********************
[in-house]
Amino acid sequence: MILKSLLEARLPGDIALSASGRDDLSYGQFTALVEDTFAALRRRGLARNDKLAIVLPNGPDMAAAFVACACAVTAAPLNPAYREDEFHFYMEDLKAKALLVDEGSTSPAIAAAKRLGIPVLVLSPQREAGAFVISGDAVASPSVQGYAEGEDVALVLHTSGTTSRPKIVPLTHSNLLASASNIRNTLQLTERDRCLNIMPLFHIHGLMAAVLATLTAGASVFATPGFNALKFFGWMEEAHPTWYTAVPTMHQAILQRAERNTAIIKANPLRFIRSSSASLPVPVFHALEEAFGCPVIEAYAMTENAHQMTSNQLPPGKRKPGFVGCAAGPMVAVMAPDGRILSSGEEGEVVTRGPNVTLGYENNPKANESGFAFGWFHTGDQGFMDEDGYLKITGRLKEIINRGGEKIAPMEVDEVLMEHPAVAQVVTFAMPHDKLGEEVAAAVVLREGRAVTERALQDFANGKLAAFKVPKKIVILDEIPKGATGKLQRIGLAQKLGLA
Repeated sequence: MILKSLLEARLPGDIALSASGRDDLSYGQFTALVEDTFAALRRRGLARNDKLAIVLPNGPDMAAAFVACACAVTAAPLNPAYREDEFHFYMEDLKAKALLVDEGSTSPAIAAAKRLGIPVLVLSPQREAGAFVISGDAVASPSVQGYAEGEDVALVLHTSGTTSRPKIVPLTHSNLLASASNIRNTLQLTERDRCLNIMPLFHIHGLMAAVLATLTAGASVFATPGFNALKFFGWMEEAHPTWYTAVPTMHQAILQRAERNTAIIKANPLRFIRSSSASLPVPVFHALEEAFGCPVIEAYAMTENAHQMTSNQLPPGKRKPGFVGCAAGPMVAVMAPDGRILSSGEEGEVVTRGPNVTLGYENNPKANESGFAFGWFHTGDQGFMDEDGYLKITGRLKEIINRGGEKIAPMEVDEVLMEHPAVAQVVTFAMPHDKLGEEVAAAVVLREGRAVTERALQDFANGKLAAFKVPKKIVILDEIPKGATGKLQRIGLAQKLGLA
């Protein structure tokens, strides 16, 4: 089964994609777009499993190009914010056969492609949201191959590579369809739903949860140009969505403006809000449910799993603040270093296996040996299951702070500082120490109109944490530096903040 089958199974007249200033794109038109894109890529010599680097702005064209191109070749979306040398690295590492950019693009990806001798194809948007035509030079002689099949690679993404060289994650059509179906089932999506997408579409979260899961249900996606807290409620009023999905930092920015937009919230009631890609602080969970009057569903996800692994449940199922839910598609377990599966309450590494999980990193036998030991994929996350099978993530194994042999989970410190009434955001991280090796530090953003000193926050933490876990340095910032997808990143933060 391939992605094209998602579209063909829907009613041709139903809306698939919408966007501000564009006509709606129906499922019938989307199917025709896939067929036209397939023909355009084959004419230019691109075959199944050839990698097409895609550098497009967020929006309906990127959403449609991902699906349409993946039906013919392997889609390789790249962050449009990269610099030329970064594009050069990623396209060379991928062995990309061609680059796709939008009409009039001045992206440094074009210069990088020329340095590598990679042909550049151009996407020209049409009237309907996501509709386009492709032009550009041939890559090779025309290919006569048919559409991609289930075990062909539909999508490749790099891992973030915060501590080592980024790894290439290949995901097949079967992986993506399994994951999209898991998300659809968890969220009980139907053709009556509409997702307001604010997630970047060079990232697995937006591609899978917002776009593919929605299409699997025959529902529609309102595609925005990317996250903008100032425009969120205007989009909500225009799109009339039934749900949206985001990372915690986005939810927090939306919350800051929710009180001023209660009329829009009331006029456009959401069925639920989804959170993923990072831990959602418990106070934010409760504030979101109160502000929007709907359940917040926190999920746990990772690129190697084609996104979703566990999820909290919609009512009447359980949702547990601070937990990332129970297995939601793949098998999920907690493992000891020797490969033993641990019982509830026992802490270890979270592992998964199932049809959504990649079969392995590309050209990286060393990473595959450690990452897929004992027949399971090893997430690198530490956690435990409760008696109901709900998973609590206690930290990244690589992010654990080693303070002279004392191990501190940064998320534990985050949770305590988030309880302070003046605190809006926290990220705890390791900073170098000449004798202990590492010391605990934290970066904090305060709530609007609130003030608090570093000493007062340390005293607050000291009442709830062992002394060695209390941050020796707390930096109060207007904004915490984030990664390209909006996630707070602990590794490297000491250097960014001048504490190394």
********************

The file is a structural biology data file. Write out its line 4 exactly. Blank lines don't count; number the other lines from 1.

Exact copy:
């Protein structure tokens, strides 16, 4: 089964994609777009499993190009914010056969492609949201191959590579369809739903949860140009969505403006809000449910799993603040270093296996040996299951702070500082120490109109944490530096903040 089958199974007249200033794109038109894109890529010599680097702005064209191109070749979306040398690295590492950019693009990806001798194809948007035509030079002689099949690679993404060289994650059509179906089932999506997408579409979260899961249900996606807290409620009023999905930092920015937009919230009631890609602080969970009057569903996800692994449940199922839910598609377990599966309450590494999980990193036998030991994929996350099978993530194994042999989970410190009434955001991280090796530090953003000193926050933490876990340095910032997808990143933060 391939992605094209998602579209063909829907009613041709139903809306698939919408966007501000564009006509709606129906499922019938989307199917025709896939067929036209397939023909355009084959004419230019691109075959199944050839990698097409895609550098497009967020929006309906990127959403449609991902699906349409993946039906013919392997889609390789790249962050449009990269610099030329970064594009050069990623396209060379991928062995990309061609680059796709939008009409009039001045992206440094074009210069990088020329340095590598990679042909550049151009996407020209049409009237309907996501509709386009492709032009550009041939890559090779025309290919006569048919559409991609289930075990062909539909999508490749790099891992973030915060501590080592980024790894290439290949995901097949079967992986993506399994994951999209898991998300659809968890969220009980139907053709009556509409997702307001604010997630970047060079990232697995937006591609899978917002776009593919929605299409699997025959529902529609309102595609925005990317996250903008100032425009969120205007989009909500225009799109009339039934749900949206985001990372915690986005939810927090939306919350800051929710009180001023209660009329829009009331006029456009959401069925639920989804959170993923990072831990959602418990106070934010409760504030979101109160502000929007709907359940917040926190999920746990990772690129190697084609996104979703566990999820909290919609009512009447359980949702547990601070937990990332129970297995939601793949098998999920907690493992000891020797490969033993641990019982509830026992802490270890979270592992998964199932049809959504990649079969392995590309050209990286060393990473595959450690990452897929004992027949399971090893997430690198530490956690435990409760008696109901709900998973609590206690930290990244690589992010654990080693303070002279004392191990501190940064998320534990985050949770305590988030309880302070003046605190809006926290990220705890390791900073170098000449004798202990590492010391605990934290970066904090305060709530609007609130003030608090570093000493007062340390005293607050000291009442709830062992002394060695209390941050020796707390930096109060207007904004915490984030990664390209909006996630707070602990590794490297000491250097960014001048504490190394």